Mummified baby mammoth found in Canada

Geologists suspect the rare fossil is over 30,000 years old — and it has a name.

WASHINGTON – Frozen in time under permafrost was Nun cho ga, the nearly whole baby mammoth uncovered Tuesday by a Canadian miner.

The rare discovery marks the best-preserved mummified woolly mammoth in North America, as the Ice Age fossil still retains its hair and skin, according to the Yukon government press release.

Named by Trʼondëk Hwëchʼin Elders, the fossil was found in the Klondlike goldfields in the Trʼondëk Hwëchʼin Traditional Territory. Nun cho ga means “big baby animal” in the Hän language.

According to the press release, the female mammoth’s recovery was a joint effort by miners, Tr’ondëk Hwëch’in, the Yukon Government’s Department of Environment, the Yukon Geological Survey and the Yukon Palaeontology Program.

“There’s going to be one thing that stands out in a person’s entire life and I can guarantee you that’s my only thing,” Treadstone miner Brian McCaughan said in the press release.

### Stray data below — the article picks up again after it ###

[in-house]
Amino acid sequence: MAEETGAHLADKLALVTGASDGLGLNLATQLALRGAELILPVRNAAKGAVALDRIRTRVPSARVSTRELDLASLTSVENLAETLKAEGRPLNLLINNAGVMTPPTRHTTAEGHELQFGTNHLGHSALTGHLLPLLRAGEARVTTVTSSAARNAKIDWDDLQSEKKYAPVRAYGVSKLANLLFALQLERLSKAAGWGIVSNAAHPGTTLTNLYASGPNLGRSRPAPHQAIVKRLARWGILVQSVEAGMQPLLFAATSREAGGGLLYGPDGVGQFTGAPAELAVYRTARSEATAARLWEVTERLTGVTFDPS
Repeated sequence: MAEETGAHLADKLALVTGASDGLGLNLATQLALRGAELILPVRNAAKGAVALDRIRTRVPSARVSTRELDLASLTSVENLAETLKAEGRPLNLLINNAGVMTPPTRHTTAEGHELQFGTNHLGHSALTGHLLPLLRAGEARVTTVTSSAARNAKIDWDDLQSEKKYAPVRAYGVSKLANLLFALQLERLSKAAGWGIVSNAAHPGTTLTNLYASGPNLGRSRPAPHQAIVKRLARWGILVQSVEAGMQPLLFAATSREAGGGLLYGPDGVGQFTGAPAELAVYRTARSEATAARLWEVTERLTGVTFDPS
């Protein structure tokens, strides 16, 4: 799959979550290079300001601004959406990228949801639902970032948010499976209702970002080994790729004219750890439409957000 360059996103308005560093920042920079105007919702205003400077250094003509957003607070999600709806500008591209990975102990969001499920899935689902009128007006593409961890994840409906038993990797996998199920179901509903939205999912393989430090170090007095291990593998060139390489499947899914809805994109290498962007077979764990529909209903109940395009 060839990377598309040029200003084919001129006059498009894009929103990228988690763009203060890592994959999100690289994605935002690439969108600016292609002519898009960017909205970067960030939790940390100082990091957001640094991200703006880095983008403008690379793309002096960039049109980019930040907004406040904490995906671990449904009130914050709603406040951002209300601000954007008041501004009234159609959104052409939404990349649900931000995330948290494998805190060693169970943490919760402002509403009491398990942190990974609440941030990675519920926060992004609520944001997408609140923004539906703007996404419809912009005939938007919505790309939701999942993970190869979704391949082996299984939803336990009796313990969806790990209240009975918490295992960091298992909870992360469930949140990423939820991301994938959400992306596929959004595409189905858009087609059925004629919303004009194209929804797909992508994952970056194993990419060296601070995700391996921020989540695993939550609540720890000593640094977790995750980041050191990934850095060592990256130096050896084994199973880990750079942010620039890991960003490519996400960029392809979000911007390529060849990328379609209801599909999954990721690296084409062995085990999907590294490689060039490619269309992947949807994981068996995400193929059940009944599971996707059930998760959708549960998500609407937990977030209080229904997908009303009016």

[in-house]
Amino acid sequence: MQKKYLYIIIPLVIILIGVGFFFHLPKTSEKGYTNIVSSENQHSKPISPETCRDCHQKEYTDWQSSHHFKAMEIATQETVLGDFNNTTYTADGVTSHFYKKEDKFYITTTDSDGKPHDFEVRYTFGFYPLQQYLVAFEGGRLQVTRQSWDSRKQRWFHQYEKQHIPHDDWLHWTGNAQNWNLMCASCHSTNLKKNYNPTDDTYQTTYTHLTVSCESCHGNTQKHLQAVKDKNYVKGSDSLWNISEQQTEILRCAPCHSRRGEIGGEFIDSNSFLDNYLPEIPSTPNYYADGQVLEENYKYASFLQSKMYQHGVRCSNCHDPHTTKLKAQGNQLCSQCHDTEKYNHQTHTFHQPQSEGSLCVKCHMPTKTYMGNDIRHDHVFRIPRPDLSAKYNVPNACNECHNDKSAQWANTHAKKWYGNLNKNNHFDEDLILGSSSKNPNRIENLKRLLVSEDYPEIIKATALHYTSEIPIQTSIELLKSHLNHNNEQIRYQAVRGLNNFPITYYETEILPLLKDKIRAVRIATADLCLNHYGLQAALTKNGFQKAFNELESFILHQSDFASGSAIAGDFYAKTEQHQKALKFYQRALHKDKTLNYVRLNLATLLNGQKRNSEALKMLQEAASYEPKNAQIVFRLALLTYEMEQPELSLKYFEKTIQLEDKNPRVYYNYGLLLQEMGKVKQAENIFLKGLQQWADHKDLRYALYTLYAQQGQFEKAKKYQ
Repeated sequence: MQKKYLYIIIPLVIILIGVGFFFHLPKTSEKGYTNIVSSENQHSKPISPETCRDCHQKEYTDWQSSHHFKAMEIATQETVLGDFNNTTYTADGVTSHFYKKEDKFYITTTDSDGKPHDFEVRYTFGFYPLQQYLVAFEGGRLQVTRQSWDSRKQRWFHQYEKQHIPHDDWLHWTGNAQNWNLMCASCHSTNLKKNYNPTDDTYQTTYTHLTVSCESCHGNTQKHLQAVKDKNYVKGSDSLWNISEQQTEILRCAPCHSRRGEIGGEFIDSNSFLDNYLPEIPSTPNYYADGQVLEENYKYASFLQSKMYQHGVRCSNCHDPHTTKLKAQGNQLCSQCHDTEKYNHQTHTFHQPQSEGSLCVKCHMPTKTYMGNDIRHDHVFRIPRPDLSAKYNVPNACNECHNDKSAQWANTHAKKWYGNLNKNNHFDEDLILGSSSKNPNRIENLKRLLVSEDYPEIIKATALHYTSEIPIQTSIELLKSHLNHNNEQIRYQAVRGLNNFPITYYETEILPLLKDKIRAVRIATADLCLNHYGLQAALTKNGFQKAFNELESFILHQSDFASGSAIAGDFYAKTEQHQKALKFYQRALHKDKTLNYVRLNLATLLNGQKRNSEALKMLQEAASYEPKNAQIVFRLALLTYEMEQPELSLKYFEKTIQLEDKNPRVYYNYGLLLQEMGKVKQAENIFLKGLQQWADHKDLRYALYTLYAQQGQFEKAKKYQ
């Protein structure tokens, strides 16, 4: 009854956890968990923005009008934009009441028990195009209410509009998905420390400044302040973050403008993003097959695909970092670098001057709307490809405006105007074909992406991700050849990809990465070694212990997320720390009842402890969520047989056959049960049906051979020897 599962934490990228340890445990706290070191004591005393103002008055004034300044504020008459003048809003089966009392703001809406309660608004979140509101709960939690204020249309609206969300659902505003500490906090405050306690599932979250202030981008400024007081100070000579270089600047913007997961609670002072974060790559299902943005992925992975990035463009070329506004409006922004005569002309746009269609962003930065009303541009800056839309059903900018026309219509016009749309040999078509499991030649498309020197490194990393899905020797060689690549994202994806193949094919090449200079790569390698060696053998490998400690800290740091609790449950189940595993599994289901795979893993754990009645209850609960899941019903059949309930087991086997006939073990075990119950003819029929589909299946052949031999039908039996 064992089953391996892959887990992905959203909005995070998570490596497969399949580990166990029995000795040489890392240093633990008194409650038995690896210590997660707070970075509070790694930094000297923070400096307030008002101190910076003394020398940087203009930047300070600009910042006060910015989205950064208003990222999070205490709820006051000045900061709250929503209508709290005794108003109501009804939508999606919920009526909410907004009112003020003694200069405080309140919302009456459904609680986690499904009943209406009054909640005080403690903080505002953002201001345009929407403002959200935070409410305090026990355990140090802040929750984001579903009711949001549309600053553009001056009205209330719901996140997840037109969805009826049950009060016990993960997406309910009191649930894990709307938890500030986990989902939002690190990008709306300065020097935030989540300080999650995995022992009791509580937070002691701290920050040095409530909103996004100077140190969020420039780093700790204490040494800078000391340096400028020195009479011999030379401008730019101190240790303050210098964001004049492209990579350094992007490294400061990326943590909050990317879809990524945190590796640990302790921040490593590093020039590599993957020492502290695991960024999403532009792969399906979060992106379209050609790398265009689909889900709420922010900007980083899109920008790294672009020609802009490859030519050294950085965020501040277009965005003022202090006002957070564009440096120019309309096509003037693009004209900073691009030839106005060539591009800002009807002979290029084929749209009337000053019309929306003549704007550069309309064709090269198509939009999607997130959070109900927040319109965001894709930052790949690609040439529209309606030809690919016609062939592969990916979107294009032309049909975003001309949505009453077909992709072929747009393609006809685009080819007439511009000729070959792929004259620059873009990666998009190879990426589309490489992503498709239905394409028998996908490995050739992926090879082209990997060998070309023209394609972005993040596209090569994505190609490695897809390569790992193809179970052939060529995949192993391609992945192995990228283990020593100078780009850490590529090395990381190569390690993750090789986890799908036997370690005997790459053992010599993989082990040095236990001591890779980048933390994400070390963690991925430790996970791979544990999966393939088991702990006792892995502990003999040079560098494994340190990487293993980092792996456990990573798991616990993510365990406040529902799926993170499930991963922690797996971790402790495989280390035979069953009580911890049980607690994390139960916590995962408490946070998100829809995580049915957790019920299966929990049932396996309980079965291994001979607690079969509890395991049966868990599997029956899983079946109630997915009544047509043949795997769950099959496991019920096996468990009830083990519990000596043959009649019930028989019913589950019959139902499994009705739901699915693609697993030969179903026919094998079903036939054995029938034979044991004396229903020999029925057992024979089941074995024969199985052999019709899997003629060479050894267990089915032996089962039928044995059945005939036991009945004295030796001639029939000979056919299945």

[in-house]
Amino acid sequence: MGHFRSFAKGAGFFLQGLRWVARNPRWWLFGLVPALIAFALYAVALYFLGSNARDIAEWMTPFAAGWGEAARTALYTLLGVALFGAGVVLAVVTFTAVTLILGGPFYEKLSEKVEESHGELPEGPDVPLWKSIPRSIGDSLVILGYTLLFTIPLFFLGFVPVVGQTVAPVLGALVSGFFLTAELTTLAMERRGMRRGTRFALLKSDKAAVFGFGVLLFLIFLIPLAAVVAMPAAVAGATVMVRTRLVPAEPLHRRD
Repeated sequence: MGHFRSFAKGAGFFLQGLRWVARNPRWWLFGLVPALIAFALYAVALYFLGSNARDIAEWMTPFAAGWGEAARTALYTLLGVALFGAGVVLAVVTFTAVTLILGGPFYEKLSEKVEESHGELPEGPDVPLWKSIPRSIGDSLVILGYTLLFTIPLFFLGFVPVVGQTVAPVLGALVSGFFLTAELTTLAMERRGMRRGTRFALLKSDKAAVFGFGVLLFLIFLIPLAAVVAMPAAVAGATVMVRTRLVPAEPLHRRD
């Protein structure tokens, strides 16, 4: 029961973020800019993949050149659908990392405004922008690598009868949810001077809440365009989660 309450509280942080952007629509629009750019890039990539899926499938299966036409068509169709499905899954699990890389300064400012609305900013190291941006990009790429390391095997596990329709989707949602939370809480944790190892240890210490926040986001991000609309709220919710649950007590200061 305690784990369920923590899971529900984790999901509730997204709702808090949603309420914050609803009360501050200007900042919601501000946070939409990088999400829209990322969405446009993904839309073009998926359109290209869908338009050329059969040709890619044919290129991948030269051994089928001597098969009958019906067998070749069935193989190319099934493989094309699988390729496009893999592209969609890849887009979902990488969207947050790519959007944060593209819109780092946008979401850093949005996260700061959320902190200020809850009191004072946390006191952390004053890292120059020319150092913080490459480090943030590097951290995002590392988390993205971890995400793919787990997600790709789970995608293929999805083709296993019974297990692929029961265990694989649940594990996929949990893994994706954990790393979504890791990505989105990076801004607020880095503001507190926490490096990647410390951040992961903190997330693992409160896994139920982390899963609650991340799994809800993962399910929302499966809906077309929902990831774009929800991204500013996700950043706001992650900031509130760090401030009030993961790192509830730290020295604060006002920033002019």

The remains of Nun Cho Ga are about the same size as the 42,000-year-old baby woolly mammoth found in Siberia in 2007. Geologists from the Yukon Geological Survey and the University of Calgary believe the fossil is over 30,000 years old.

University of Calgary professor Dan Shugar said on Twitter that he had joined a team of geologists who were called in to help recover the remains before they thawed.

“We were able to examine the section of permafrost where the mammoth came from,” he wrote. “And as soon as we were done, the skies opened up to an absolute downpour of lightning, hail and mud that seemed to come up out of the ground.”

Shugar said the remains showed “incredible” preservation, with the hair, trunk and even toenails intact.

“As an Ice Age paleontologist, one of my lifelong dreams has been to come face-to-face with an actual woolly mammoth,” said Yukon paleontologist Dr. Grant Zazula in the press release. “Nun Cho Ga is beautiful and one of the most incredible mummified Ice Age animals ever discovered in the world. I look forward to getting to know her better.”

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